Volume 19 Issue 49 | April 20 - 26, 2007

C.B. 1 gets a kick out of indoor turf plan

By Skye H. McFarlane

For veterans of the Battery Park City turf wars, it may have come as a shock to hear Battery Park City Authority representative Leticia Remauro utter the words “turf field” and “win-win proposal” in the same breath.

No, the authority has not acquiesced to community requests to replace B.P.C.’s grass ballfields with artificial field turf. The agency has, however, agreed to consider a proposal by the Downtown sports leagues to install an indoor turf field at the to-be-built Battery Park City community center on North End Ave. between Warren and Murray Sts.

“At first blush, our visceral reaction is that this would be a good economic venture because these types of facilities are very rare,” Remauro said on April 10 at a meeting of the Community Board 1 Community Center Task Force.

The indoor turf plan, which was presented by Don Schuck, president of the Downtown Soccer League, calls for replacing the community center’s full-size gymnasium with a multi-purpose field. In a nine-page, illustrated proposal Schuck and Downtown Little League president Mark Costello outlined the benefits of the design change.

With a softer and more versatile surface, they said, the indoor field would be more useful than a basketball gym. It would provide the neighborhood with a unique amenity and bring in substantial revenue to support the center’s other programs.

Community members at the meeting gave the turf plan their rousing support. C.B. 1 added its voice Tuesday night, when the full board passed a unanimous resolution in favor of the field. The authority, which will have the final say on the idea, has also expressed enthusiasm — although the agency must still study the feasibility of the plan.

“We’re off to a great start,” Costello, who was not at the task force meeting, said after learning about the turf plan’s warm reception. “People can sometimes get sticky about design issues, but to the authority’s credit and to the credit of the people on the task force, people were very open-minded and receptive. We’re ecstatic.”

The design of the community center has become especially sticky in recent months, as parents from P.S. 89 on Warren St. have called upon the authority and the Department of Education to build a school annex in the center to alleviate overcrowding at the school.

The authority firmly denied that request at the April 10 meeting, citing disinterest from the D.O.E and the fact that construction on the center, though delayed, will begin later this year. Redesigning any major elements at this point, Remauro said, would involve breaking the authority’s lease with Milstein Properties. Milstein agreed to construct the walls, beams and utilities for the space as part of a deal to build two residential towers on the site.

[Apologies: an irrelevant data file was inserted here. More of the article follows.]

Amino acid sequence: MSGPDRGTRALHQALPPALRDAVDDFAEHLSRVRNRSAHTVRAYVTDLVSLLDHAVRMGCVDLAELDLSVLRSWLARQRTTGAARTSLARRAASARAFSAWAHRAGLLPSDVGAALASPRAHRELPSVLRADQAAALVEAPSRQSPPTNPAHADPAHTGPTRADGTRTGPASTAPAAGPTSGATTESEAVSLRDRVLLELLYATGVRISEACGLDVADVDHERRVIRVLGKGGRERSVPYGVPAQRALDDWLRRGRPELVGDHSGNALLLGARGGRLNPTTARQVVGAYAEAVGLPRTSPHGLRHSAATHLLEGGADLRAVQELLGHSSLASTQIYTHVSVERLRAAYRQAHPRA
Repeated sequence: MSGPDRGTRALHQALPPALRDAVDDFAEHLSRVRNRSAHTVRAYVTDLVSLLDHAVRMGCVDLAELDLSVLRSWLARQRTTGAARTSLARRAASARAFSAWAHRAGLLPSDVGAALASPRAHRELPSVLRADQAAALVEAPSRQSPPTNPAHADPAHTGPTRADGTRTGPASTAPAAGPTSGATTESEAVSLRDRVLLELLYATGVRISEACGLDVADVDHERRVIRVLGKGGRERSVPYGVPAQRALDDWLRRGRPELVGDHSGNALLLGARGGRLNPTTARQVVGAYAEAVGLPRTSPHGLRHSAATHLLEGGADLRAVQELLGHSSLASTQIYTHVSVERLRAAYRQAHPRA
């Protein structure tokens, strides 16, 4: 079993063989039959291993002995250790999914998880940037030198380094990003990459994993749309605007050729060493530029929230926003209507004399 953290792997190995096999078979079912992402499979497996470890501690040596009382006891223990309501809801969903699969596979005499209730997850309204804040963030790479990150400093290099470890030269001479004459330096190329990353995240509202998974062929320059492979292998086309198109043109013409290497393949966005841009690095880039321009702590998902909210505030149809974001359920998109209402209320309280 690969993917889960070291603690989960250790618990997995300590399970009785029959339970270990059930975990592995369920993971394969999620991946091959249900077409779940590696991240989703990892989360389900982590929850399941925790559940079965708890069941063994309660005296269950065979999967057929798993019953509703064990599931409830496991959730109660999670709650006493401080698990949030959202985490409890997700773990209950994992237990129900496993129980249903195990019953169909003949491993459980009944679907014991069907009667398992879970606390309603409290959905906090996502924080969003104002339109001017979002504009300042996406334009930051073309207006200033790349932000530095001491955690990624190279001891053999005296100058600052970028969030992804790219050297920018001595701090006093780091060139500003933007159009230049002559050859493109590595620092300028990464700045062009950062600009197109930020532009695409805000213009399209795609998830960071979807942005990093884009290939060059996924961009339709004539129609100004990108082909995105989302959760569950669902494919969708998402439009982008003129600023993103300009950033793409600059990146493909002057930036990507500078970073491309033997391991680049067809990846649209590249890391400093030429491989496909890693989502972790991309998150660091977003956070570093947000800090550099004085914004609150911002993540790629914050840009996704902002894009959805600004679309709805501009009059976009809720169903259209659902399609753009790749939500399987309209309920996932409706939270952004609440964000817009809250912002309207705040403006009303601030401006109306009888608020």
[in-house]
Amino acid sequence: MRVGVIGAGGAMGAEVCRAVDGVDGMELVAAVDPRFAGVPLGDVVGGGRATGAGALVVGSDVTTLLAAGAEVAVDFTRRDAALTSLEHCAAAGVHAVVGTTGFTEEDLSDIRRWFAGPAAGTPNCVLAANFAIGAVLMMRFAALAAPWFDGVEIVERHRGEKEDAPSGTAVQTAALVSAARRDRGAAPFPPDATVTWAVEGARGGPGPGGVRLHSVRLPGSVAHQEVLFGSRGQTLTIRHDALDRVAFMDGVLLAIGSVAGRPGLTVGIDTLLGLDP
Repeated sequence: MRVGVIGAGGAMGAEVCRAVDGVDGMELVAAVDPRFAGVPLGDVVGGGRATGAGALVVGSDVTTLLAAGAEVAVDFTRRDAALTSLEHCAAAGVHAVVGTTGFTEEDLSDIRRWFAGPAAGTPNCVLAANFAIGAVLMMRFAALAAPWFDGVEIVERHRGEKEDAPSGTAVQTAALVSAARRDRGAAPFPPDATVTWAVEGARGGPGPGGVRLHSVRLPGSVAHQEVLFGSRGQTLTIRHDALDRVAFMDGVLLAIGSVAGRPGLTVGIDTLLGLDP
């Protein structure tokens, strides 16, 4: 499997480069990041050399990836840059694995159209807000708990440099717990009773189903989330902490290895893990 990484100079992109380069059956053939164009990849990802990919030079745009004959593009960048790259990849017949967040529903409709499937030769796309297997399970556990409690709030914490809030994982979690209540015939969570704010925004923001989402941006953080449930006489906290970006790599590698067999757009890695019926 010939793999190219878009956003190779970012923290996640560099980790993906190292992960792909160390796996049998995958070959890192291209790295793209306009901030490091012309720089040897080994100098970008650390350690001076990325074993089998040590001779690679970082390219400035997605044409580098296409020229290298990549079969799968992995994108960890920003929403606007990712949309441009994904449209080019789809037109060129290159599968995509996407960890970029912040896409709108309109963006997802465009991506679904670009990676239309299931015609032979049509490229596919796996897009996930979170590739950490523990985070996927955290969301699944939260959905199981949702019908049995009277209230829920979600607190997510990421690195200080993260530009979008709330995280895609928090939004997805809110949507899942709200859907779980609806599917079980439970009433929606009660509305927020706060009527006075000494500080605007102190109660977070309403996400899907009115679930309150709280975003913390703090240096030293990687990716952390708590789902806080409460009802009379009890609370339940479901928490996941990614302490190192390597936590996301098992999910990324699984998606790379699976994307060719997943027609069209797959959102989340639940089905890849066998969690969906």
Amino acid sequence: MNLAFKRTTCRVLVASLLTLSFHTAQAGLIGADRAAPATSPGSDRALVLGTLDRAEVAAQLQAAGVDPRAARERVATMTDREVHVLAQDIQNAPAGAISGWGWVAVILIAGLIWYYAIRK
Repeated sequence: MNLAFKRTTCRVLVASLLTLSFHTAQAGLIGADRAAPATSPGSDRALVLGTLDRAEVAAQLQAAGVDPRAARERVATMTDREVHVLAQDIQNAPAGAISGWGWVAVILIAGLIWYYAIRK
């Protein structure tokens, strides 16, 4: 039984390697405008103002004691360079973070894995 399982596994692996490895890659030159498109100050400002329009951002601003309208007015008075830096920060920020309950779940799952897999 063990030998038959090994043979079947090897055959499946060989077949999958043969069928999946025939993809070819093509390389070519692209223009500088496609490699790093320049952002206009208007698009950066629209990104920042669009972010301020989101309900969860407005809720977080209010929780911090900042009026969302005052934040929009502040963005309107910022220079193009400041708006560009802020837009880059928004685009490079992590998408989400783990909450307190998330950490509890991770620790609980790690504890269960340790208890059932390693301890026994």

Unlike the annex, the turf field seems unlikely to change Milstein’s “core and shell” part of the build. Though the field would need partitions to keep the balls under control, it would not require load-bearing walls. Many such facilities use netting, plywood or hockey rink-style Plexiglas to fence in their fields. The field would fit within the current footprint of the gymnasium. At approximately 67 feet by 97 feet, it would be slightly shorter, but also slightly wider than similar fields at Chelsea Piers.

Because indoor fields are especially rare in Manhattan, the fields at Chelsea Piers are perpetually busy and charge a premium for field time for soccer, lacrosse and other sports. Using the Chelsea Piers rates, Schuck and Costello estimated that even if the field was only rented out to adult sports leagues from 8 to 11 p.m. each night, the space would bring in at least $350,000 per year. In addition to creating a revenue stream, Schuck said, the adult-league time would create more options for local grown-ups who still enjoy playing organized sports.

“In addition to kids and seniors, there’s also a lot of single people here,” Schuck said. “This would give them more of an opportunity to use the center as well.”

Schuck and Costello suggested that the turf might be used by senior and toddler programs in the morning, school gym classes during the day, youth leagues in the afternoon and adult leagues at night. Everyone at the April 10 meeting insisted that the center’s eventual operator would have to balance the desire to make money with the needs of all community populations.

“We have to be very careful that it’s programmed in a dynamic way so that it makes a lot of money, but during the time that the youth leagues and others need it, it’s going to be there for them,” Costello agreed.

Except for basketball, an indoor turf could accommodate the same uses — volleyball, badminton, movement classes — as a gymnasium. During non-league time, Schuck said, the turf would provide a softer, safer surface for movement classes and free play.

As for the lost basketball courts, the proposal notes that there are currently four indoor courts within four blocks of the planned facility, which should open in late 2009 or early 2010.

Bob Townley, executive director of Manhattan Youth — which will be opening up a community center at Warren and Greenwich Sts. this fall — agreed that a multi-sport surface could work well for the center’s eventual operator. “I don’t think there’s a downside to it,” he said.

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